If either believes that this identity is circumscribed by an unbridgeable divide then we will indeed have an unending conflict.
All Israelis and anyone who lives in a country with an active pro-Israel lobby should watch this film. I was appalled by the treatment of those lovely, lively Israeli teenagers visiting Poland. Traumatizing them like that — reducing them to hysteria and tears — is child abuse.
Judaism is losing its spiritual/cultural quality making it a pillar of Western Renaissance– because, like Jihadi Islam, it is degenerated into political ingathering glue composed of hate and fear. Zionism and Jihad have a lot in common– both wanting a mythical united land recreated that is devoid of infidels. Before there was binLaden Jihad there was the 1967 War identity mania. Judaism, like Islam, is a faith of ritual and difficult to abide by in modern society; consequently, young people tended to drift into non-observance. The Holocaust was not at first used to make Jews Zionists but rather to hold Jews to their Diasporic communities. Despite Holocaust, “Jewishness” claimed superiority because of its inherent social conscience, generosity, education and liberal politics; so it craved acceptance, recognition and leadership role in goy society. Jewish children were taught that rather than bullying, prove your equality by being 10x as smart, 10x as kind and 10x as moral. The 1967 war changed all that and many Jews wrapped themselves in it as affirmation of their personal “mensch-hood,” asserted by suppressing critics and submitting America to Israeli interests as in the motto: what’s good for Israel is good for America. With rise to power in Israel of Likud, many Zionists became Zionazis, despite incompatibility with Jewishness. Some Jews adapted schizophrenically, irrationally fusing the Jewish Ethic with the incompatible Zionazi lebensraum thesis. Some saw this as insane; they chose Jewish ethic over Zionism and just melted into their Diasporic cultures of birth. “Professional Jews” like Foxman of ADL who had fought against this Diasporic “assimilation” by promoting racialist hate and fear– seeing an “anti-Semite” under every bed– changed their position and accepted Zionazi formula: ANT-ZIONIST=ANTI-SEMITE. Some promoted an illogical on-again, off-again Zionism based on hysterically oscillating between demand for obligate tribal compliance and ostracization, telling US Jews, “you American, mind your own business.” As a result most Zionist appeals to Diaspora are based on a covert appeal but when overt are aggressive or hysterical. Neocons, for example, rely on Leninist method of POLARIZE TO MOBILIZE, categorizing Jews as either obedient compliant with Likud Zionism or “self-hating Jews.” The whole has come to be made up of such mutually contradictory and morally incompatible parts that psychotic fear of another Holocaust is peddled as the glue to meld Jewish Ethic with Zionazism into one psychotic immiscible whole by promoting anti-Semitism in order to stampede Jews into panicked ingathering. Yet, reactive assimilation into Diaspora to escape this madness is the very unwanted response they engender. Beating Jews on the head with the Holocaust, the Zionazis are making Zionism a psychosis and discrediting the veracity of the Holocaust.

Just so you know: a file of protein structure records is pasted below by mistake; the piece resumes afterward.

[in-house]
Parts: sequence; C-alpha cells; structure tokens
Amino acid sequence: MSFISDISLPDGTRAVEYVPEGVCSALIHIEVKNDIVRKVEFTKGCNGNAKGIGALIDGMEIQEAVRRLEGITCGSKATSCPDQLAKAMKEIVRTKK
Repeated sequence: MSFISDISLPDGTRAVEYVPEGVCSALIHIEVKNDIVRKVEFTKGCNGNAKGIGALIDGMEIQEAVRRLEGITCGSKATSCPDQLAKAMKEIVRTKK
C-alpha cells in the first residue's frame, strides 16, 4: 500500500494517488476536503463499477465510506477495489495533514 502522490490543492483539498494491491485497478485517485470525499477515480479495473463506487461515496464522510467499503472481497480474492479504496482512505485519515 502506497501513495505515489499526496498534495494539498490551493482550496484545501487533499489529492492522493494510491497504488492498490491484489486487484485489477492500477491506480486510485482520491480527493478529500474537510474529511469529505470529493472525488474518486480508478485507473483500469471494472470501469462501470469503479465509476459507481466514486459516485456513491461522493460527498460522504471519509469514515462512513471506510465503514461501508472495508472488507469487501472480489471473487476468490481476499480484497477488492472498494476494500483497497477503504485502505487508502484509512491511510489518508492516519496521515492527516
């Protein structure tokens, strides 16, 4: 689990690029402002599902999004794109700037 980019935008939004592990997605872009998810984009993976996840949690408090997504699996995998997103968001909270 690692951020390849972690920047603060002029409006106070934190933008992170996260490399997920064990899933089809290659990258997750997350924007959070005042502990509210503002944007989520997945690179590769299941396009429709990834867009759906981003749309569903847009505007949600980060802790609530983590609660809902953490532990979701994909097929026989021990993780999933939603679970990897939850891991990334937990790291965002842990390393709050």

DE Teoduru: very well said indeed.
a real good movie. for me, as a young german man, is it nice to see that not all jews wants to hit me with that anti-semit or holocoust “keule”. i hope i can see this film in german tv sometime again.